Control of gene expression at the start of the eukaryotic cell division cycle is the initiating event for cell proliferation in most cell types. Mutations deregulating that crucial transcriptional switch lead to uncontrolled cell growth and division. In humans, defects in that regulatory pathway are associated with development disorders and cancer. We propose to study the analogous transcriptional regulatory network in the budding yeast in the interest of understanding the nature of that regulation. Greater than 300 genes are coordinately expressed during late G1 phase in preparation for entry into a new cell cycle. Those genes are under the control of two related transcription factors, SBF and MBF, functional analogs of the E2F gene family in humans. Those factors act coordinately to promote expression and are repressed as cells progress into S phase. However, SBF and MBF are regulated by distinct transcriptional repressors that govern both activation and repression. As a consequence, the two factors are subject to differential regulation by cellular and environmental signals. We propose to study the differences and similarities between the mechanisms governing gene expression controlled by SBF and MBF in the context of three Specific Aims. In the first Aim we will elucidate the specific regulatory factors governing the activation of MBF target genes, the more poorly understood of the two transcription factors. In the second Aim we will establish the mechanism of repression of MBF targets as cells exit G1 phase. Because transcriptional repression is central to the regulation of this gene network, we propose to apply high-resolution genome wide location analysis to study the influence of transcriptional repressors on histone modifying enzymes and their marks on nucleosomes. Finally, in the third Aim we will study the molecular basis for the differential regulation of SBF and MBF by their transcriptional repressors, Whi5 and Nrm1, respectively and establish the mechanism by which MBF evades one mechanism of transcriptional repression when the DNA replication checkpoint is induced by genotoxic stress. The comparative analysis of these two transcription factors acting on more than 200 genes will lead to a new understanding, not only of the mechanisms of transcriptional repression at cell cycle regulated genes, but also on the general role of transcriptional repression in eukaryotes.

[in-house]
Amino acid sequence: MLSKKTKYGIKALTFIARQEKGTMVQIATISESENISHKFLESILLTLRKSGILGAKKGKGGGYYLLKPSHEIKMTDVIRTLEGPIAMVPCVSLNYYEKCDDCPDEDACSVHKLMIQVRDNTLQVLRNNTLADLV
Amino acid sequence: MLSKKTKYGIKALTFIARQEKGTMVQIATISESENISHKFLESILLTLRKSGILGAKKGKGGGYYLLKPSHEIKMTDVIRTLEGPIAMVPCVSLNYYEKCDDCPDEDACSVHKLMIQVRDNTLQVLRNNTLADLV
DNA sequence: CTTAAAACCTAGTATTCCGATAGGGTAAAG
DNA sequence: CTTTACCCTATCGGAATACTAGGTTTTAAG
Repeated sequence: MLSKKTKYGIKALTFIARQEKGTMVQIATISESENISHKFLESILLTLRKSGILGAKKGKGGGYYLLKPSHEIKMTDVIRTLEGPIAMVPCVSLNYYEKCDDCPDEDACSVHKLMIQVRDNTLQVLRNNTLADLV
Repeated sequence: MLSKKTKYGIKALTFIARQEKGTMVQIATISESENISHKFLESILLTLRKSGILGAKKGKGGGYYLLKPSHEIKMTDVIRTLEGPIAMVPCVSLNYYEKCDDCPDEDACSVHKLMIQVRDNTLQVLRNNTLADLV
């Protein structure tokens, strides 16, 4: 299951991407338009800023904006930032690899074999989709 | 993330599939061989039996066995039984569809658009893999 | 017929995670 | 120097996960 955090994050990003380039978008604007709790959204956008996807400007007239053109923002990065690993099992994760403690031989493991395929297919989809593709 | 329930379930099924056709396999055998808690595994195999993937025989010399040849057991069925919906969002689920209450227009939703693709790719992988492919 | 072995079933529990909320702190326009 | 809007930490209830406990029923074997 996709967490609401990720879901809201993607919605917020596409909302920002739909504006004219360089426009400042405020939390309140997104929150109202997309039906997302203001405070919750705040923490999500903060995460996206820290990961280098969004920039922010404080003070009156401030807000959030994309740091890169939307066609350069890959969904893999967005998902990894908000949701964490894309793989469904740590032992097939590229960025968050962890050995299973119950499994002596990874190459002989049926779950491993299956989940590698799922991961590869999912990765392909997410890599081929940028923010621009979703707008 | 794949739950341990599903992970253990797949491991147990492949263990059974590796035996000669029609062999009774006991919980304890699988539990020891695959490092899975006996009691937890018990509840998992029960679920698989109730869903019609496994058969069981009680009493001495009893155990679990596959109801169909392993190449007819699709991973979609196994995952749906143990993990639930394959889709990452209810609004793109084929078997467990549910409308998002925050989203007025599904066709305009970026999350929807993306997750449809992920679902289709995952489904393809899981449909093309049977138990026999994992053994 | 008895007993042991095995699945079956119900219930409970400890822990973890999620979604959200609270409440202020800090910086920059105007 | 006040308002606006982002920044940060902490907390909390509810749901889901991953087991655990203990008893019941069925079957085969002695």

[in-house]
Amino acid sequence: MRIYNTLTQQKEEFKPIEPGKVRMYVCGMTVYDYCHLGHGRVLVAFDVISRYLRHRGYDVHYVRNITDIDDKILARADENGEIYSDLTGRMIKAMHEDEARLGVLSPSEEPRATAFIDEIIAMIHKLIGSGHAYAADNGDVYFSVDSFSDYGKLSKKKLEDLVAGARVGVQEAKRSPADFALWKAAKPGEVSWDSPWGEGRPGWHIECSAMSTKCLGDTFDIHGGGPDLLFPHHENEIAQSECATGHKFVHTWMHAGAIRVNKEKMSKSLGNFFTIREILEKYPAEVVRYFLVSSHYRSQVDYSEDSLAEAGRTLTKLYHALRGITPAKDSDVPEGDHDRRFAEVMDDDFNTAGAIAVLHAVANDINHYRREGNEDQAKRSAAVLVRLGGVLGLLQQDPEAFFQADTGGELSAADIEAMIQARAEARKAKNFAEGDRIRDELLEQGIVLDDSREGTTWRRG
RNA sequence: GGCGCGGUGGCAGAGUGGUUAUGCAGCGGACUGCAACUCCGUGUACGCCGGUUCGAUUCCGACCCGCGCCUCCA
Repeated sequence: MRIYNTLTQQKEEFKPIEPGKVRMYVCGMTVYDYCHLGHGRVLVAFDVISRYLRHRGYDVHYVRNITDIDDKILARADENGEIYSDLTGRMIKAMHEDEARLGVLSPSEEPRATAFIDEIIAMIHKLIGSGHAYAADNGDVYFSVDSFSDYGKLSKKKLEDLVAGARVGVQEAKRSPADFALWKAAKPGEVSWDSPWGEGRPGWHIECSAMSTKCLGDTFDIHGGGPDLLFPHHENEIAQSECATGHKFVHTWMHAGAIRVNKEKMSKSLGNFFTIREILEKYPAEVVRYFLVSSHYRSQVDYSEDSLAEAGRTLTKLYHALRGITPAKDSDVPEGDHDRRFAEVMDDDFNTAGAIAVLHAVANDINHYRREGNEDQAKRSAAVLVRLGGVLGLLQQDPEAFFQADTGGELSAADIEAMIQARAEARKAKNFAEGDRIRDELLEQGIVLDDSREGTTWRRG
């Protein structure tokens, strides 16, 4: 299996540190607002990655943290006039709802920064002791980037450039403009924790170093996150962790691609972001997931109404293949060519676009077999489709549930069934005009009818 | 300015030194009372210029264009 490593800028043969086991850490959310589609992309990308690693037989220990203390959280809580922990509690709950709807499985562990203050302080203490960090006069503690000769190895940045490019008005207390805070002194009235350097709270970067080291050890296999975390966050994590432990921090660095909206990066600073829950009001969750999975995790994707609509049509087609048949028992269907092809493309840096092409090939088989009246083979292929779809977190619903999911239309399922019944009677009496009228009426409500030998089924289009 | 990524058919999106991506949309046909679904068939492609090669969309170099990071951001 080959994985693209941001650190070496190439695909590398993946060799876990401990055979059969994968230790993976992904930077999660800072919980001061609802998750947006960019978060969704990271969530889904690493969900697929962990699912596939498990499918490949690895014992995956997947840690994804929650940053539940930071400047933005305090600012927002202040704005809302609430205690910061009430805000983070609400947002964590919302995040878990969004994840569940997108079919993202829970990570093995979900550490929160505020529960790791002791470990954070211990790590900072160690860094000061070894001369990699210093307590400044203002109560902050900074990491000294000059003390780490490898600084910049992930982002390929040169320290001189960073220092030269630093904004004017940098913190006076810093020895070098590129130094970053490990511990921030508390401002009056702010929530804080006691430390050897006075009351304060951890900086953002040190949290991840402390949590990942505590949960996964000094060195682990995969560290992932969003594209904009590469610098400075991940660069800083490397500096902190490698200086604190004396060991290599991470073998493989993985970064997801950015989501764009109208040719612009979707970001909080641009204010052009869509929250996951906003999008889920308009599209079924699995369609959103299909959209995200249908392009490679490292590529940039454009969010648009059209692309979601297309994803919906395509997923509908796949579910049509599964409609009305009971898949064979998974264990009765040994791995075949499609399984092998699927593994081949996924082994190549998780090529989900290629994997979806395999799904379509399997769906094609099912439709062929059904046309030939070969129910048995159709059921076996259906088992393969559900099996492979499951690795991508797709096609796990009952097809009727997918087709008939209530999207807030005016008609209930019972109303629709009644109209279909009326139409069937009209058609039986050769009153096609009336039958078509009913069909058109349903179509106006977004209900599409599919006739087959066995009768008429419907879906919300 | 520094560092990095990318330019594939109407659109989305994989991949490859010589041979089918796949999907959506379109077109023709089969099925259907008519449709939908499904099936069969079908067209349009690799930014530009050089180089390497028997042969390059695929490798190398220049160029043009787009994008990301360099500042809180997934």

This proposal outlines a plan to understand the transcriptional regulation of a large gene family that controls cell proliferation in yeast. This work has direct applications in understanding control of gene expression in eukaryotes. Mutations affecting the analogous regulatory network in humans are associated with developmental defects and cancer.
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